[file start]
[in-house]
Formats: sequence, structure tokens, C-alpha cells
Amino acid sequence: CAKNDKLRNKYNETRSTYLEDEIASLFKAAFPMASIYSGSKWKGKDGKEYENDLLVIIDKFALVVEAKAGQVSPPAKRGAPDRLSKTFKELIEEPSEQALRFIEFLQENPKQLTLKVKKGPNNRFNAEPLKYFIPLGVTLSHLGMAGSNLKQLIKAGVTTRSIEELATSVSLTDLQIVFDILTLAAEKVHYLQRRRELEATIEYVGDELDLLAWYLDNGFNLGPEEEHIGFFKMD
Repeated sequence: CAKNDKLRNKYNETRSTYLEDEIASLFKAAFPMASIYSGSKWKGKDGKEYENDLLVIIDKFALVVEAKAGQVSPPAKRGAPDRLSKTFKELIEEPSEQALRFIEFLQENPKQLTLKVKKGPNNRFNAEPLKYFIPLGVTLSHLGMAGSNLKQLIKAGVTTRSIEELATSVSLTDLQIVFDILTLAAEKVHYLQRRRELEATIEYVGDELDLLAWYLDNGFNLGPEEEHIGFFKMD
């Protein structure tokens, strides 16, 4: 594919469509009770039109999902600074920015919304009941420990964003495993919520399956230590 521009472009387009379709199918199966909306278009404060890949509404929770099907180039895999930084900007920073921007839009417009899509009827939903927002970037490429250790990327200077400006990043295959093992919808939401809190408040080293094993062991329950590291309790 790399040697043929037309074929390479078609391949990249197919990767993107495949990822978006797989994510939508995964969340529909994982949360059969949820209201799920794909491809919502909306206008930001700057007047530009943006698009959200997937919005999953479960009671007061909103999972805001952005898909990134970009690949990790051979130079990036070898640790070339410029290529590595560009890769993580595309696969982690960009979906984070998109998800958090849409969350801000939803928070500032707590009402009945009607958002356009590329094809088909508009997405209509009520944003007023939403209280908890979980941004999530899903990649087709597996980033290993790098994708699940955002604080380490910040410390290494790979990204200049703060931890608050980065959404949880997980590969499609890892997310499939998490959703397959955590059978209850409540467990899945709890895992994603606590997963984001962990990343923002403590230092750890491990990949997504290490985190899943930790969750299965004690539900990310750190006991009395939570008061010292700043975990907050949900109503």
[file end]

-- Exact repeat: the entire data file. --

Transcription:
[in-house]
Formats: sequence, structure tokens, C-alpha cells
Amino acid sequence: CAKNDKLRNKYNETRSTYLEDEIASLFKAAFPMASIYSGSKWKGKDGKEYENDLLVIIDKFALVVEAKAGQVSPPAKRGAPDRLSKTFKELIEEPSEQALRFIEFLQENPKQLTLKVKKGPNNRFNAEPLKYFIPLGVTLSHLGMAGSNLKQLIKAGVTTRSIEELATSVSLTDLQIVFDILTLAAEKVHYLQRRRELEATIEYVGDELDLLAWYLDNGFNLGPEEEHIGFFKMD
Repeated sequence: CAKNDKLRNKYNETRSTYLEDEIASLFKAAFPMASIYSGSKWKGKDGKEYENDLLVIIDKFALVVEAKAGQVSPPAKRGAPDRLSKTFKELIEEPSEQALRFIEFLQENPKQLTLKVKKGPNNRFNAEPLKYFIPLGVTLSHLGMAGSNLKQLIKAGVTTRSIEELATSVSLTDLQIVFDILTLAAEKVHYLQRRRELEATIEYVGDELDLLAWYLDNGFNLGPEEEHIGFFKMD
């Protein structure tokens, strides 16, 4: 594919469509009770039109999902600074920015919304009941420990964003495993919520399956230590 521009472009387009379709199918199966909306278009404060890949509404929770099907180039895999930084900007920073921007839009417009899509009827939903927002970037490429250790990327200077400006990043295959093992919808939401809190408040080293094993062991329950590291309790 790399040697043929037309074929390479078609391949990249197919990767993107495949990822978006797989994510939508995964969340529909994982949360059969949820209201799920794909491809919502909306206008930001700057007047530009943006698009959200997937919005999953479960009671007061909103999972805001952005898909990134970009690949990790051979130079990036070898640790070339410029290529590595560009890769993580595309696969982690960009979906984070998109998800958090849409969350801000939803928070500032707590009402009945009607958002356009590329094809088909508009997405209509009520944003007023939403209280908890979980941004999530899903990649087709597996980033290993790098994708699940955002604080380490910040410390290494790979990204200049703060931890608050980065959404949880997980590969499609890892997310499939998490959703397959955590059978209850409540467990899945709890895992994603606590997963984001962990990343923002403590230092750890491990990949997504290490985190899943930790969750299965004690539900990310750190006991009395939570008061010292700043975990907050949900109503």